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North Cumbria University Hospitals NHS Trust - 70 years of the NHS


Home > News > No MRSA bacteraemia for two years in North Cumbria's hospitals

No MRSA bacteraemia for two years in North Cumbria's hospitals

Posted on Monday 9th July 2012

North Cumbria’s two main hospitals – the Cumberland Infirmary in Carlisle and Whitehaven’s West Cumberland Hospital – continue to make excellent progress in reducing healthcare-associated infections and there has not been a single hospital-acquired MRSA bacteraemia in the hospitals for over two years.

The Trust is also performing well on Clostridium difficile. There were 53 attributed cases of the infection last year against a target of less than 69 cases.

North Cumbria University Hospitals NHS Trust has concentrated on a number of measures in its infection control and infection prevention work.

Further education and training has taken place at ward / department level ensuring those staff directly involved in patient care are aware of the five-moments of hand hygiene practice:

  • Before patient contact
  • Before an aseptic task
  • After body fluid exposure
  • After patient contact
  • After contact with patient surroundings5

Saving Lives audits are carried out regularly on all wards which measure and monitor practice to minimise the risk of infection. These audits cover a range of interventions including hand hygiene, monitoring of peripheral and central venous catheterisation; urinary catheterisation, ward or departmental cleaning and the reduction of Clostridium difficile. The audit results are displayed in ward areas and reported to the Trust’s Governance Committee for regularly monitoring.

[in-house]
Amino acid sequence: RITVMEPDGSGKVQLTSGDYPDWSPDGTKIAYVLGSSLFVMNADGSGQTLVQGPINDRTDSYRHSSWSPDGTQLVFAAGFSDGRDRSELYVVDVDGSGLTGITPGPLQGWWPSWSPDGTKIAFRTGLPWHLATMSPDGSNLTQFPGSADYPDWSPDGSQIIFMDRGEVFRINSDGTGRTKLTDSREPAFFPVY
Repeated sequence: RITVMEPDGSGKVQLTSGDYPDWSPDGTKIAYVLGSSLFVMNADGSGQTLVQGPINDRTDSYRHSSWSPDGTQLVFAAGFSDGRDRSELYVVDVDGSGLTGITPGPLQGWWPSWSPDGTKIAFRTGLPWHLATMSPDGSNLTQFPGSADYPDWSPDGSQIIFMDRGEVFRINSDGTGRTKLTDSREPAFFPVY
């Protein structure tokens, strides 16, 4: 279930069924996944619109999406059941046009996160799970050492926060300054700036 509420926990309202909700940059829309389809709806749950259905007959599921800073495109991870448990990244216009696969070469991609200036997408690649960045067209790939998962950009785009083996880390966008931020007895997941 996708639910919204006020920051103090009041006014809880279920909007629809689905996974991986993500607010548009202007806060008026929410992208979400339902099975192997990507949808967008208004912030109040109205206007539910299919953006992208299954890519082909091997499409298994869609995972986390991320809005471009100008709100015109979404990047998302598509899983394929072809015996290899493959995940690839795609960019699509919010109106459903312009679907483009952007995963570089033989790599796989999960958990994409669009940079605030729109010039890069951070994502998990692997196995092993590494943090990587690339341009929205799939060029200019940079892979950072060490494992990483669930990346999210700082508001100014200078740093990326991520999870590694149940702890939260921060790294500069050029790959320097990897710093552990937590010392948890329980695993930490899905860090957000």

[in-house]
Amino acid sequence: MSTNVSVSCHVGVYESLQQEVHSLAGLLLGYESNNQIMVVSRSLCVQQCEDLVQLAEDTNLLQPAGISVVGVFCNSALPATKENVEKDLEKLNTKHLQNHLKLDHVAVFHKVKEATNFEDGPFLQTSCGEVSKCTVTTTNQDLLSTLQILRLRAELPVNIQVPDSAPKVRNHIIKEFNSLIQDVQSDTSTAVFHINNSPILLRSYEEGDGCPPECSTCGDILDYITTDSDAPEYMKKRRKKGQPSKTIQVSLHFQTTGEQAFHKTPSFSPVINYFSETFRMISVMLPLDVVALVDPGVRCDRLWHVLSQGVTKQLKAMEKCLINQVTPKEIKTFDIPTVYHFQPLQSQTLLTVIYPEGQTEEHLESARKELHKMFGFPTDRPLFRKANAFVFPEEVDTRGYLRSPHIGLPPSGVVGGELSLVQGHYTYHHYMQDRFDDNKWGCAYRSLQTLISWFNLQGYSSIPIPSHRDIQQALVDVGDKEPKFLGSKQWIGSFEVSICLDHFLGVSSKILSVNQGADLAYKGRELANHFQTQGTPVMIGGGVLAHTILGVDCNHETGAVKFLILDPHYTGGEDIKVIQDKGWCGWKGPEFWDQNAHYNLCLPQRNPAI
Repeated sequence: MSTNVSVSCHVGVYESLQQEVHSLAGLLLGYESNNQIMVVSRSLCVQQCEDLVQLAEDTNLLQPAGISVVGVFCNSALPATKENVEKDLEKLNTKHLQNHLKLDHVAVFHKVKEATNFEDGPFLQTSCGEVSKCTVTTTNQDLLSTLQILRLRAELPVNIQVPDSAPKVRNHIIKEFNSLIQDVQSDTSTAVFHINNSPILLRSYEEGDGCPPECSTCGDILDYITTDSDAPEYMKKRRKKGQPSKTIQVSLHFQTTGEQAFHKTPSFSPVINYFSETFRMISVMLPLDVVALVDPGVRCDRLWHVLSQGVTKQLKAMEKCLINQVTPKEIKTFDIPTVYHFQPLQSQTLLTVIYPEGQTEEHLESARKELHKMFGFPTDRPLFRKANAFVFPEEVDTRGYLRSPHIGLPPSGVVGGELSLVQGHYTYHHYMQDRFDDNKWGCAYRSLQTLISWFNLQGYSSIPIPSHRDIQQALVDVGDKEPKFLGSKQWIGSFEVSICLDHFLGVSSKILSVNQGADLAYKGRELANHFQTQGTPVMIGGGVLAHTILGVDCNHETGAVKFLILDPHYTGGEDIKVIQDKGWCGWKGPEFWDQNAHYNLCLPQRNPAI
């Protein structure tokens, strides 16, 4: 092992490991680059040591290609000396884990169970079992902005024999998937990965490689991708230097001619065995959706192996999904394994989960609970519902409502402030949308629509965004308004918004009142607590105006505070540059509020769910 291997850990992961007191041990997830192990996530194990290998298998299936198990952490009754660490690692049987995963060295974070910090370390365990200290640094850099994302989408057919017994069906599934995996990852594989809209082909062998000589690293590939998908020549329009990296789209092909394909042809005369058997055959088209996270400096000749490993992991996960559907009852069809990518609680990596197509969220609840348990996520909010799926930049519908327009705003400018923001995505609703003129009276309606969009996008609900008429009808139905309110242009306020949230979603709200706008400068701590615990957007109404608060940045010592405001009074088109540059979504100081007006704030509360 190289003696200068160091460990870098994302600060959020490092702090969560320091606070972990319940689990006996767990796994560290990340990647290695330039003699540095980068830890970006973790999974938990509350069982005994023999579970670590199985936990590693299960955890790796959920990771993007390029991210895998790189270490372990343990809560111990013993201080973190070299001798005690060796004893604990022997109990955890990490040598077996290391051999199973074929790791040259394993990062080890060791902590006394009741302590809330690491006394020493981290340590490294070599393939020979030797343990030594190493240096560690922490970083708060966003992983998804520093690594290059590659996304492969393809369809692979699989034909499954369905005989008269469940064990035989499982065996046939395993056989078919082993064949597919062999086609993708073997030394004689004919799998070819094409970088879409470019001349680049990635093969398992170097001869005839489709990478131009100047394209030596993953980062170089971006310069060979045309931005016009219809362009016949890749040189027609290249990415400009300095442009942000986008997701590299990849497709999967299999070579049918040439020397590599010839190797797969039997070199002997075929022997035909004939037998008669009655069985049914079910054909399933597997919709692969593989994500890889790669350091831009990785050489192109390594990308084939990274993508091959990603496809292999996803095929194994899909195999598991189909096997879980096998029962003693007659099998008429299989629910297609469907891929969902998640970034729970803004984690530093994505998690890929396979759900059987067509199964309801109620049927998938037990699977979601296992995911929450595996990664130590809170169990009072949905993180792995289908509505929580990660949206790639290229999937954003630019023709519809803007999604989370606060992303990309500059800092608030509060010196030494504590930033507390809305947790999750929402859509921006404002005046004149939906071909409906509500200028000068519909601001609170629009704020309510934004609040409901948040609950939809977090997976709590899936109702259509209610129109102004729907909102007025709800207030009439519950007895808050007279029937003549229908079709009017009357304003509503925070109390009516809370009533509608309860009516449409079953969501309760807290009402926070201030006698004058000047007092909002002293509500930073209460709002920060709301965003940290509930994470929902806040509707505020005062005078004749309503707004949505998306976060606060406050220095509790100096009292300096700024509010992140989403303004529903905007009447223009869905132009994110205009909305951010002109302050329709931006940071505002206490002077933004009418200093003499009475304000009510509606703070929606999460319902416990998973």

We have also been using glow-light technology to monitor cleanliness within the hospitals. This is where an ultra-violet spray is used on furniture and fittings (such as door handles and toilets) and equipment (such as commodes and bed tables). Twenty-four hours later, an ultra-violet light is shone on the sprayed areas and will reveal if the areas has not been cleaned properly. The audits are then reviewed and monitored by the Infection Prevention team.

In the coming year, the Trust will focus on antibiotic prescribing and monitoring.

Dr Clive Graham, Consultant Microbiologist and Clinical Lead for Support Services, for North Cumbria University Hospitals NHS Trust, said: “The reduction in infection rates across the hospitals is due to the hard work and determination of not only the infection prevention and control teams but also to every member of staff who has made infection prevention their highest priority at all times.

“Specific steps that have been taken to address this have included ensuring that cleanliness is to the highest standards, promoting hand hygiene and ensuring that antibiotics are being used prudently. Reducing infection rates to such a degree should reassure our patients and it will remain our number one priority.”